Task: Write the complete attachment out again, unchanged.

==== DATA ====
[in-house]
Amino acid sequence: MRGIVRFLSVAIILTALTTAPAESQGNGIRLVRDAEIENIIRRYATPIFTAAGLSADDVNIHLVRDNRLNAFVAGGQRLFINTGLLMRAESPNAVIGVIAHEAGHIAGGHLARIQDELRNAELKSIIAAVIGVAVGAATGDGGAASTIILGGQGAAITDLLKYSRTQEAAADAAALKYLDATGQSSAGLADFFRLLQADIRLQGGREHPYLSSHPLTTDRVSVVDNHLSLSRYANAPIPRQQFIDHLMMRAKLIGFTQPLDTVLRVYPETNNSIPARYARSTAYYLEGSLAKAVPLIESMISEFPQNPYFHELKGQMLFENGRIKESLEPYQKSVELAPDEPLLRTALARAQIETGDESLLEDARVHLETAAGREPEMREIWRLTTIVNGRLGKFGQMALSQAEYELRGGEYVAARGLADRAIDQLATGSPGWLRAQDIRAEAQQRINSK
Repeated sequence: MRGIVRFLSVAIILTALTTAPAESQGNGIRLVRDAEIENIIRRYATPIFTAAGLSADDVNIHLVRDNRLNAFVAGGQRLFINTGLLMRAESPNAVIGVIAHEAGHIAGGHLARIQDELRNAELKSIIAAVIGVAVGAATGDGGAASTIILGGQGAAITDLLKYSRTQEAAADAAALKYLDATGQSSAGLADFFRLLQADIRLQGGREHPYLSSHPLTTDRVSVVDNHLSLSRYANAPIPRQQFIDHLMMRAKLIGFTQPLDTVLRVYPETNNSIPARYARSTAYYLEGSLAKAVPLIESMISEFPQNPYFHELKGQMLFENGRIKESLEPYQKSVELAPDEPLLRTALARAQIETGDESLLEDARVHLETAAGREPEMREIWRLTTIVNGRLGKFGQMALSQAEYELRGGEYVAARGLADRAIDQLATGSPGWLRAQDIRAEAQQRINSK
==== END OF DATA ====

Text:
[in-house]
Amino acid sequence: MRGIVRFLSVAIILTALTTAPAESQGNGIRLVRDAEIENIIRRYATPIFTAAGLSADDVNIHLVRDNRLNAFVAGGQRLFINTGLLMRAESPNAVIGVIAHEAGHIAGGHLARIQDELRNAELKSIIAAVIGVAVGAATGDGGAASTIILGGQGAAITDLLKYSRTQEAAADAAALKYLDATGQSSAGLADFFRLLQADIRLQGGREHPYLSSHPLTTDRVSVVDNHLSLSRYANAPIPRQQFIDHLMMRAKLIGFTQPLDTVLRVYPETNNSIPARYARSTAYYLEGSLAKAVPLIESMISEFPQNPYFHELKGQMLFENGRIKESLEPYQKSVELAPDEPLLRTALARAQIETGDESLLEDARVHLETAAGREPEMREIWRLTTIVNGRLGKFGQMALSQAEYELRGGEYVAARGLADRAIDQLATGSPGWLRAQDIRAEAQQRINSK
Repeated sequence: MRGIVRFLSVAIILTALTTAPAESQGNGIRLVRDAEIENIIRRYATPIFTAAGLSADDVNIHLVRDNRLNAFVAGGQRLFINTGLLMRAESPNAVIGVIAHEAGHIAGGHLARIQDELRNAELKSIIAAVIGVAVGAATGDGGAASTIILGGQGAAITDLLKYSRTQEAAADAAALKYLDATGQSSAGLADFFRLLQADIRLQGGREHPYLSSHPLTTDRVSVVDNHLSLSRYANAPIPRQQFIDHLMMRAKLIGFTQPLDTVLRVYPETNNSIPARYARSTAYYLEGSLAKAVPLIESMISEFPQNPYFHELKGQMLFENGRIKESLEPYQKSVELAPDEPLLRTALARAQIETGDESLLEDARVHLETAAGREPEMREIWRLTTIVNGRLGKFGQMALSQAEYELRGGEYVAARGLADRAIDQLATGSPGWLRAQDIRAEAQQRINSK